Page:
Several Great Fairs and celebrations for George 1V’s Coronation were hosted in the Park. In 1814 the Allied Sovereigns’ Visit to England was celebrated with a huge Fair complete with stalls and shows. The Battle of Trafalgar was fought again on the Serpentine, accompanied by a band playing the National Anthem, as the French Fleet sank slowly into the waters of the Serpentine. How very British!

A memorable event, the Great Exhibition was held in Hyde Park in 1851. A spectacular new building, the Crystal Palace, designed by Joseph Paxton was built in the Park. There were show cases for innovation, art and industry and there were 6 million visitors. It was the mother of all exhibitions. What happened to the Palace? The public did not wish for it to remain after the Exhibition so Joseph Paxton bought it and relocated it in Sydenham Hill. South London. It was a vast structure of glass and iron covering 20 acres.

Another significant event in the Park was the first Victoria Cross Investiture in 1857. Queen Victoria decorated sixty- two men in the presence of Prince Albert and other members of the Royal Family. Also present was their future son-in-law Crown Prince Frederick of Prussia, later Emperor Frederick 111.

In 1861 the Italian Water Garden was created at Victoria Gate with a fountain and summer house. Queen Anne’s alcove, designed by Christopher Wren was moved from Kensington Gardens to Hyde Park. The Lido was opened in 1930, designed by Commissioner of Works, George Lansbury. It was immediately popular and a splendid restaurant was added later.

Rock concerts in Hyde Park have been very popular several drawing huge crowds. The Park has hosted events featuring Pink Floyd, Roy Harper, Blind Faith, the Rolling Stones, Queen, British Live 8, U2 and Coldplay. Bob Geldof, Elton John, Madonna, Paul McCartney, Eric Clapton, Steve Winwood and such great names as these have all made appearances.

Neighbours sought a limit on the decibels reached and encores were banned. Freddie Mercury was threatened with arrest if he tried!

The Park hosted a Jubilee Exhibition in 1977 and a major Festival for the Queen’s Diamond Jubilee in 2012. It has hosted ‘Winter Wonderland’, a spectacular winter themed Festival since 2007 which has attracted 14 million visitors.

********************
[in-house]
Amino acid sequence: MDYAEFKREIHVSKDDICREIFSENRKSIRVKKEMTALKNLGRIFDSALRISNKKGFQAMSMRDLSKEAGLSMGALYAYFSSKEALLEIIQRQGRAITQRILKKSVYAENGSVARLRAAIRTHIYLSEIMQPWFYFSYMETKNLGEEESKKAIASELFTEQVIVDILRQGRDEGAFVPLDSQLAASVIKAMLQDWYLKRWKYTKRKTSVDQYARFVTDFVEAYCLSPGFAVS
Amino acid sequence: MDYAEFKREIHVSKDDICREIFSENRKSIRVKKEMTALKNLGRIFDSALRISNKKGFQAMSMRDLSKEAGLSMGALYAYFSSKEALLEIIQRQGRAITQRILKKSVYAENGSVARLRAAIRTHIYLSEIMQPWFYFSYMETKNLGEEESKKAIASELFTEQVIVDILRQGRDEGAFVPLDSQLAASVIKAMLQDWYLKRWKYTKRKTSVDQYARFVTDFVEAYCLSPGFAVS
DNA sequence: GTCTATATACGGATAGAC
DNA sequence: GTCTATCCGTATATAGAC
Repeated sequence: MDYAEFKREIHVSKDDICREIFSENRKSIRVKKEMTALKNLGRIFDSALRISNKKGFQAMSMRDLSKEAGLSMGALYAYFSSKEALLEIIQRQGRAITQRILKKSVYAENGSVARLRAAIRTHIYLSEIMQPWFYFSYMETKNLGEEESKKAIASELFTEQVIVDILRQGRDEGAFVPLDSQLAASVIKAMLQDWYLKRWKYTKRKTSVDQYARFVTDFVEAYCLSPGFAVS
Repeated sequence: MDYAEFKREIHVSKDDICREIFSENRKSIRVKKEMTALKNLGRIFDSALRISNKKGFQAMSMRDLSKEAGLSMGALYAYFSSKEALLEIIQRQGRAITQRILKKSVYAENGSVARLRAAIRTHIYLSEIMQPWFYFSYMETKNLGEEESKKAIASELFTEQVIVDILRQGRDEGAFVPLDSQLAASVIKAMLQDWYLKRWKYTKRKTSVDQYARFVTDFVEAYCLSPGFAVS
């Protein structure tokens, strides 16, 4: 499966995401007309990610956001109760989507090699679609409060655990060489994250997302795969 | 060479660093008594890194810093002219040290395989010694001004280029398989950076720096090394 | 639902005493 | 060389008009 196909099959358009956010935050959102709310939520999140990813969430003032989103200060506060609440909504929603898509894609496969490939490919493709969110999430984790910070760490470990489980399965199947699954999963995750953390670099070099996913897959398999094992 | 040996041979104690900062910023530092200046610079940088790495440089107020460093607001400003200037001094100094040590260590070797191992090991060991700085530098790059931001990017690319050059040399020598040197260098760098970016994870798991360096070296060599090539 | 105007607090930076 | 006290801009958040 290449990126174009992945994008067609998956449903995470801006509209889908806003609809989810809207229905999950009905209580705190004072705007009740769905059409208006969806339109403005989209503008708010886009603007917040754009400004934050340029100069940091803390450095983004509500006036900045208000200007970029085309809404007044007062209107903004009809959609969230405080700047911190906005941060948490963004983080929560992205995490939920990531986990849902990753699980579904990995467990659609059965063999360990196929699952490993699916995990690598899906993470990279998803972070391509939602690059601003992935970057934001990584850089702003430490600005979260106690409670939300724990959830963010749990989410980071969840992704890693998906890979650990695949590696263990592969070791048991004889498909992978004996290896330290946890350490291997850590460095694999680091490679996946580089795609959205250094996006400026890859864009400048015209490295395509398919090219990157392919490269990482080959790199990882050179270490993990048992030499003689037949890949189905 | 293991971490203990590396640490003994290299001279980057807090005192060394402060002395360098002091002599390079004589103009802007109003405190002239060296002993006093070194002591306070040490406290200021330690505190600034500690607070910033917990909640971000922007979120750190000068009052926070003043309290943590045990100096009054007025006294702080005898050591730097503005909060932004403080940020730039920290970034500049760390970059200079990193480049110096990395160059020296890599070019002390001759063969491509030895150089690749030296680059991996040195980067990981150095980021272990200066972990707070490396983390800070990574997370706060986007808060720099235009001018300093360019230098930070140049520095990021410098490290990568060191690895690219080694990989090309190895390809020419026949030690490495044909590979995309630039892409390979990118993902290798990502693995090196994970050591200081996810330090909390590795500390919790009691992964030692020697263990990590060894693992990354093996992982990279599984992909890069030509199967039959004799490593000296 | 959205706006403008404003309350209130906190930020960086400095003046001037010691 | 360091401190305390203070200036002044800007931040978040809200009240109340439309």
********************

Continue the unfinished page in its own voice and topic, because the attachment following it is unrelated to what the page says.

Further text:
The Bavarian Village, Winter Wonderland

Hyde Park is so entertaining. Speakers’ Corner still happens on Sundays, where over the years, many have aired their views from platforms, often, quite rightly being heckled! Tourists are fascinated by the freedom of speech. The Chartists, the Reform League, Suffragettes and Stop the War have all been active there.

Bands played in the Park for the Opening Ceremony of the 2012  Summer Olympics and the Park hosted the Triathlon and the ITU World Triathlon Grand Final.

Tragedy struck in 1982 when the Park was bombed by two devices linked to the Irish Provisional Army which killed eight members of the Household cavalry and Royal Green Jackets and also seven horses. The 7th July Memorial commemorates this outrage,

Statues, sculptures and memorials are ubiquitous in Hyde Park. For example, the Diana, Princess of Wales Memorial, London Holocaust Memorial. Statues include ‘Still Water’, ‘Jelly Baby Family’ and ‘Vroom Vroom’! There are sculptures by Epstein and his Memorial to the author, William Henry Hudson, featuring his character ‘Rimes’ which caused quite a stir on arrival!

I love Parks, they have an aura of relaxation and community spirit. Seats for the elderly, swings for children, bread for ducks. One and all they come for enjoyment surrounded by history and culture.